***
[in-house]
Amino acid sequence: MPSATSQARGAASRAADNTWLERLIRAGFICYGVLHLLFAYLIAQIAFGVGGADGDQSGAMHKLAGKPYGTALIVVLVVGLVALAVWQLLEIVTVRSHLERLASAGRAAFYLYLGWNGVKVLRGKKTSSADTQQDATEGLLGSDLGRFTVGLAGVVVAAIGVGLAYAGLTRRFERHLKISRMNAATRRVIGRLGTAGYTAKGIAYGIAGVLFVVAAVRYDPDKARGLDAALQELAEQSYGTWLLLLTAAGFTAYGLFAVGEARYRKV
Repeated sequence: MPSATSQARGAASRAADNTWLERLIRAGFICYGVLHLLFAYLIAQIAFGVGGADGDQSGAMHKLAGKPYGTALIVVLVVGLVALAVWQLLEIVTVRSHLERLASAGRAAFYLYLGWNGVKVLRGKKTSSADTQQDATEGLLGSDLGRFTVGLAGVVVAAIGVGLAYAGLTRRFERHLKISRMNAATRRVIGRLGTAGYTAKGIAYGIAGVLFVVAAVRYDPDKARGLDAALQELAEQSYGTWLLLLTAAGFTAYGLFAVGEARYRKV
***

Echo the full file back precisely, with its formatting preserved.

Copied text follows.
[in-house]
Amino acid sequence: MPSATSQARGAASRAADNTWLERLIRAGFICYGVLHLLFAYLIAQIAFGVGGADGDQSGAMHKLAGKPYGTALIVVLVVGLVALAVWQLLEIVTVRSHLERLASAGRAAFYLYLGWNGVKVLRGKKTSSADTQQDATEGLLGSDLGRFTVGLAGVVVAAIGVGLAYAGLTRRFERHLKISRMNAATRRVIGRLGTAGYTAKGIAYGIAGVLFVVAAVRYDPDKARGLDAALQELAEQSYGTWLLLLTAAGFTAYGLFAVGEARYRKV
Repeated sequence: MPSATSQARGAASRAADNTWLERLIRAGFICYGVLHLLFAYLIAQIAFGVGGADGDQSGAMHKLAGKPYGTALIVVLVVGLVALAVWQLLEIVTVRSHLERLASAGRAAFYLYLGWNGVKVLRGKKTSSADTQQDATEGLLGSDLGRFTVGLAGVVVAAIGVGLAYAGLTRRFERHLKISRMNAATRRVIGRLGTAGYTAKGIAYGIAGVLFVVAAVRYDPDKARGLDAALQELAEQSYGTWLLLLTAAGFTAYGLFAVGEARYRKV